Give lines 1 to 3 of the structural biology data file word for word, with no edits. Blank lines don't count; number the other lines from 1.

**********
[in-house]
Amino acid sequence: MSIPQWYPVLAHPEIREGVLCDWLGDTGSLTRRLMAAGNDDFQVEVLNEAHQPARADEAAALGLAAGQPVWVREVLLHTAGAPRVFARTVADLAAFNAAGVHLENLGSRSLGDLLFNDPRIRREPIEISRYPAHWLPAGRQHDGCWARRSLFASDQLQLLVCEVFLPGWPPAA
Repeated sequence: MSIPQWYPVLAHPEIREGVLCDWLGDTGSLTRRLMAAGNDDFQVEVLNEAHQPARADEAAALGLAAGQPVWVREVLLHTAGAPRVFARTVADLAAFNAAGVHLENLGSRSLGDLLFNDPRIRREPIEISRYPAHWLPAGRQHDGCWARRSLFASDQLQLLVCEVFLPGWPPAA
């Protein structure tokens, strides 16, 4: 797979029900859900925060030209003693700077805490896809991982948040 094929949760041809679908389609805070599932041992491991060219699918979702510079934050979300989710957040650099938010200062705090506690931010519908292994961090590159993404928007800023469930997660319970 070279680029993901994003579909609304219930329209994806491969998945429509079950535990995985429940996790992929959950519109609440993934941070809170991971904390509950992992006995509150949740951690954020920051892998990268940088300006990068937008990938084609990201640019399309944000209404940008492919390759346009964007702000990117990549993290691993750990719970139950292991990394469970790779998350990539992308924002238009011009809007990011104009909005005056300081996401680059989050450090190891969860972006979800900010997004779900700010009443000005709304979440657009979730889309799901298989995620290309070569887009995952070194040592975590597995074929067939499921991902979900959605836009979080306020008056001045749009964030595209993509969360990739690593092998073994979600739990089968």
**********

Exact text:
[in-house]
Amino acid sequence: MSIPQWYPVLAHPEIREGVLCDWLGDTGSLTRRLMAAGNDDFQVEVLNEAHQPARADEAAALGLAAGQPVWVREVLLHTAGAPRVFARTVADLAAFNAAGVHLENLGSRSLGDLLFNDPRIRREPIEISRYPAHWLPAGRQHDGCWARRSLFASDQLQLLVCEVFLPGWPPAA
Repeated sequence: MSIPQWYPVLAHPEIREGVLCDWLGDTGSLTRRLMAAGNDDFQVEVLNEAHQPARADEAAALGLAAGQPVWVREVLLHTAGAPRVFARTVADLAAFNAAGVHLENLGSRSLGDLLFNDPRIRREPIEISRYPAHWLPAGRQHDGCWARRSLFASDQLQLLVCEVFLPGWPPAA